Sunday, May 15, 2016

A Large Wave

Science & Environmental Education, History of Science
by Edward Hessler

On the volcanic highlands of Santiago Island, an island in the Cape Verde group are found huge rocks of basalt and limestone which originated from the cliff faces below.

The Cape Verde Megatsunami

By User:SirGorg original (PD),
English text User:FT2 (also PD) [Public domain],
via Wikimedia Commons

Somehow, they ended up about 183 meters (600') above sea level and in some cases as much as ~610 meters (~2000') inland. Some of them weigh in the neighborhood of 635000 kg (~1700 tons).

Research published in mega-tsunami approximately 244 meters high (~800') that propelled these boulders to where they are found today.

This occurred some 73,000 years ago when a flank on the island of Fogo, an island about 55 km (~35 miles) from Santiago collapsed into the sea. The dating technique was new to me and a good explanation may be found here: helium-3 cosmogenic nuclide dating.

Helium-3 Cosmogenic Nuclide Dating

By Uwe W. (Own work) [Public domain],
via Wikimedia Commons

Cosmic rays, primarily from supernovae, during their interaction with atoms on the rock surfaces produce distinctive isotopes. One of them is helium-3. The helium-3 accumulation is measured and can be used to determine the time from first interactions to present.

The measurement corroborated previous geological work--fine-tuned it, shifting it from rock age to deposition time.

The section of the paper on helium-3 chronology begins innocently enough as one would expect. I was in familiar territory but not for long. "We collected samples from the top surface of selected megaclasts using hammer and chisel...."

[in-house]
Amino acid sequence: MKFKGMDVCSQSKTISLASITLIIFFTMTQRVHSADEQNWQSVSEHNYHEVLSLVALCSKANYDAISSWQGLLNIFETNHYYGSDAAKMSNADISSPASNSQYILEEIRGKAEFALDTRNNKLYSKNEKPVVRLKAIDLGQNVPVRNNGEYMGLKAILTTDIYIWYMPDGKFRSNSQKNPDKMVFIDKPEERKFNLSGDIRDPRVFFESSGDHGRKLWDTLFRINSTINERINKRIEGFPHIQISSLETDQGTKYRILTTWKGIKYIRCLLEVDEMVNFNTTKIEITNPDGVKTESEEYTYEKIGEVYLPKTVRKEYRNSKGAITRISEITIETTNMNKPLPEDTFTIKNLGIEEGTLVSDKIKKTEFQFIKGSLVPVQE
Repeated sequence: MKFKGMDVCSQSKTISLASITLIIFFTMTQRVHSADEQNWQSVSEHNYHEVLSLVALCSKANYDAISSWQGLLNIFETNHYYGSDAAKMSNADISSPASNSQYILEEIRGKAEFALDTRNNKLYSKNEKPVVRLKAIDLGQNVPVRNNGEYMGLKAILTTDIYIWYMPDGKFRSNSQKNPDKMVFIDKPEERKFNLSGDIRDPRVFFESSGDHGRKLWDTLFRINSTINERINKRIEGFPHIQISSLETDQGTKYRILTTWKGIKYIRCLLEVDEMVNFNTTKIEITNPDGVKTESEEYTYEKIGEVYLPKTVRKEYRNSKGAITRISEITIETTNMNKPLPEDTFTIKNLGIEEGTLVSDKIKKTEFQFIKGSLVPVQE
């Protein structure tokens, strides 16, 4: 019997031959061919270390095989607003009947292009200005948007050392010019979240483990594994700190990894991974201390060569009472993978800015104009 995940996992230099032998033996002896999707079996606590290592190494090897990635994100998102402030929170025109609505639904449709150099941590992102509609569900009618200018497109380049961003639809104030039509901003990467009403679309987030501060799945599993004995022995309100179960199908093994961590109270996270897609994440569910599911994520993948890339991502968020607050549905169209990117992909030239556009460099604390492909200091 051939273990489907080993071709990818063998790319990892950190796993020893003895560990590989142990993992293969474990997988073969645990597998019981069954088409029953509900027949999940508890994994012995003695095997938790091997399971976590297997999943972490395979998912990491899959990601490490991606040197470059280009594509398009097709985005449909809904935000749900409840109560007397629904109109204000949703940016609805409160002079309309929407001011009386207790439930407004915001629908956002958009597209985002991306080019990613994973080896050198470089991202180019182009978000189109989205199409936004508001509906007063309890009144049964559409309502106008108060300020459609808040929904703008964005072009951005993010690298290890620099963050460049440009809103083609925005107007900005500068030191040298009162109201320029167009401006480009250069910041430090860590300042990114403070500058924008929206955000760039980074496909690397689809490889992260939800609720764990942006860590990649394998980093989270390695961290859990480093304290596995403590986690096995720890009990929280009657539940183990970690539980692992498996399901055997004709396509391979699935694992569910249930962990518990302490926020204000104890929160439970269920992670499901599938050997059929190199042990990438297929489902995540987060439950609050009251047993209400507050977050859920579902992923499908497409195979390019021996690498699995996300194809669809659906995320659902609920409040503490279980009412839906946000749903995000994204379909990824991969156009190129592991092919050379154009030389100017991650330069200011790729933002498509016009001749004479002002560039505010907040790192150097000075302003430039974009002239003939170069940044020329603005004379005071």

The paper includes pictures, diagrams and maps.

And for some perspective on this long ago event, the 2011 tsunami in Japan reached run-up heights of up to 39 meters (~128' and reached inland as far as 10 km (6 miles)). You may recall some of the worldwide/earth effects which are listed as "amazing facts" (and they are that) here. The earth, no doubt, shuddered way back then.

Global Warming & a Future Deluge?

Katsushika Hokusai (θ‘›ι£ΎεŒ—ζ–Ž) [Public domain],
via Wikimedia Commons

This was a fast disaster, one which grabs our attention and interest, including learning a little about the techniques and reasoning that scientists bring to uncovering evidence for it. The current slow potential catastrophe called global warming simmers like a crockpot and our attention waxes and wanes as we get on with our lives. Too many politicians are denying that they are saying, "Apres moi le deluge."

That deluge could be one of quite a different sort than the mega-tsunami that struck Santiago Island so long ago. It will have world-wide effects we can both imagine and not imagine.

No comments:

Post a Comment